Dogs and men are the same… oh, wait… wait… I wanted to say… OK, dogs and men are the same ;-)… but I meant to say that human beings, animals and objects are the same, in Hebrew. There are no words like “it“, “which” or “who,” which can tell us if we are talking about a man or about his dog…

NOTE:  Remember, in Hebrew there is no word for “am/is/are” – it is inferred in “ani, ata, hu,” etc.  In other words, “ani” means “I” and/or “I am”; “ata” means “you” and/or “you are”; “hu” means “he” and/or “he is,” and so forth.  It takes a little getting used to for the English speaker, but it is really a great feature of the Hebrew language.

Today’s new words: sit, write & learn


  I / I am (m)Ani You / you are (m)Ata He / he is Hu
Sit / sitting yoshev yoshev yoshev
Write / writing kotev kotev kotev
Learn / learning lomed lomed lomed


I, you, he:
Sit – Ani yoshev, ata yoshev, hu yoshev.
Write – Ani kotev, ata kotev, hu kotev.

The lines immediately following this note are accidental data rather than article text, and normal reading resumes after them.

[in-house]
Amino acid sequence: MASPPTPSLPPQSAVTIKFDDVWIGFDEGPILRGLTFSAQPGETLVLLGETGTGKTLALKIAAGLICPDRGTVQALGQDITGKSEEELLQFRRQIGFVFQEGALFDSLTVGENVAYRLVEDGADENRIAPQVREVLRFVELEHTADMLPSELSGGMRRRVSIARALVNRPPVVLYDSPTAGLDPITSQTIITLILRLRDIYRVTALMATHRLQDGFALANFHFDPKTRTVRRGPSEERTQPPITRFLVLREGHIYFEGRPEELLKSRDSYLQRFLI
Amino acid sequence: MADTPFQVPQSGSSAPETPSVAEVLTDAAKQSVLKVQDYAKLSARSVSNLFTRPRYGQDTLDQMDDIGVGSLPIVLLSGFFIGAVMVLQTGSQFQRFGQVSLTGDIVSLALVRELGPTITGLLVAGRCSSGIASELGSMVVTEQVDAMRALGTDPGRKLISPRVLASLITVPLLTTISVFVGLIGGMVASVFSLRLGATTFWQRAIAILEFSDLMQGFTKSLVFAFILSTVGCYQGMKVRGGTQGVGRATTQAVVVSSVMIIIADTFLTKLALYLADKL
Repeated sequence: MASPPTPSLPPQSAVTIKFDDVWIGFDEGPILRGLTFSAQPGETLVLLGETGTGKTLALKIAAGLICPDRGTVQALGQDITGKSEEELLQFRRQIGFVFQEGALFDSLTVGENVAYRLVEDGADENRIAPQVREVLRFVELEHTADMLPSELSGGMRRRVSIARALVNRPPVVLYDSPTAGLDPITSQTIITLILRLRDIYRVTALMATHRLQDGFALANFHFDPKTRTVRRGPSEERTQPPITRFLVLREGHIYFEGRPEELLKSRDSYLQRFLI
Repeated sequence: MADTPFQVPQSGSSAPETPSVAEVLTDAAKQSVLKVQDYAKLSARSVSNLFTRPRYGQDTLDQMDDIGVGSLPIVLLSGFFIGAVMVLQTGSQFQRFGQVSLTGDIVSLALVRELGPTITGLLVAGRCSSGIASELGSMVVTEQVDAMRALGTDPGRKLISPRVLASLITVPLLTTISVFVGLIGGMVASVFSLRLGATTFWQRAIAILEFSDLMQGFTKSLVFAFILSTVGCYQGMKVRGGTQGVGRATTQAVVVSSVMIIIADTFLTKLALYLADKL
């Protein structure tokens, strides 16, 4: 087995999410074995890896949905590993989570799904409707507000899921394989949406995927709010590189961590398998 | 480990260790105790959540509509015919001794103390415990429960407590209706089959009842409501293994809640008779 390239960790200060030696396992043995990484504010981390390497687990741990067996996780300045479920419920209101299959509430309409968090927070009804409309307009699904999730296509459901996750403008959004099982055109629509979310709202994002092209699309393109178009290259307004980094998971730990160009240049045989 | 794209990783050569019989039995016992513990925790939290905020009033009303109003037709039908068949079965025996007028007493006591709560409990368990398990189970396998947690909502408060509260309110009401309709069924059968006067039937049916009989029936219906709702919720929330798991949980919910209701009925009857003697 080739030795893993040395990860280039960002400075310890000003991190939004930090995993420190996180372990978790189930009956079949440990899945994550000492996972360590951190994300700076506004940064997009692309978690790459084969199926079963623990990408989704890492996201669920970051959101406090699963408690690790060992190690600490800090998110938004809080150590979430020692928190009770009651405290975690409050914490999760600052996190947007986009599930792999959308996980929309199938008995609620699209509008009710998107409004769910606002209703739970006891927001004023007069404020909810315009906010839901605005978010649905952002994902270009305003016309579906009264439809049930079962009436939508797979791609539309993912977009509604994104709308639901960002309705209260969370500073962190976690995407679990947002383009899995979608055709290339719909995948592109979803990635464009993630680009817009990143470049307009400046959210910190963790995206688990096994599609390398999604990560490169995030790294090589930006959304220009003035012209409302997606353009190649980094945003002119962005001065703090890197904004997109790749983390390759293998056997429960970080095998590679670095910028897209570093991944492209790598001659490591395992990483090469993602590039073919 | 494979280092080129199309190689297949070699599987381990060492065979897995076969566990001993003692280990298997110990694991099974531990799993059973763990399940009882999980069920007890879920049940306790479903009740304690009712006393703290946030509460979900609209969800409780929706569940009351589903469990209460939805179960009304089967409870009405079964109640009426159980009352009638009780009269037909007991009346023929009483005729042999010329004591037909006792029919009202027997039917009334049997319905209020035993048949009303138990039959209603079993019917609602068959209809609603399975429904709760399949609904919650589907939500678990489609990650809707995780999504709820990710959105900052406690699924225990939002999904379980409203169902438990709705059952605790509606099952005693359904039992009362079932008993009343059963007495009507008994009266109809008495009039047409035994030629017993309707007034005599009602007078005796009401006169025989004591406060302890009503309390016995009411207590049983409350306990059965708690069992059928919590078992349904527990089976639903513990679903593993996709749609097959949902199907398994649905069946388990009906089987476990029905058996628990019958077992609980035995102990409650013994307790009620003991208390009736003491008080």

Learn – Ani lomed, ata lomed, hu lomed.



  I / I am (f)Ani You / you are (f)At She / she is Hi
Sit / sitting yoshevet yoshevet yoshevet
Write / writing kotevet kotevet kotevet
Learn / learning lomedet lomedet lomedet


I, you, she:
Sit – Ani yoshevet, at yoshevet, hi yoshevet.
Write – Ani kotevet, at kotevet, hi kotevet.
Learn – Ani lomedet, at lomedet, hi lomedet.

From the two tables above you can see two things:

1. In Hebrew there are no “present simple” and “present progressive” tenses – there is only one form of “present,” and the verb remains the same for the singular persons, depending on the gender.

2. The difference between masculine and feminine is the “et” on the end of the feminine verbs. “Et” is the suffix for most feminine singular verbs. Most, but not every…


After you worked so hard today, I have a beautiful story about a “present” to show you. It is more a gift than a present… You are welcome to read it here: The present.

Lehitraot in lesson 35 …

You are welcome to join our group on Facebook: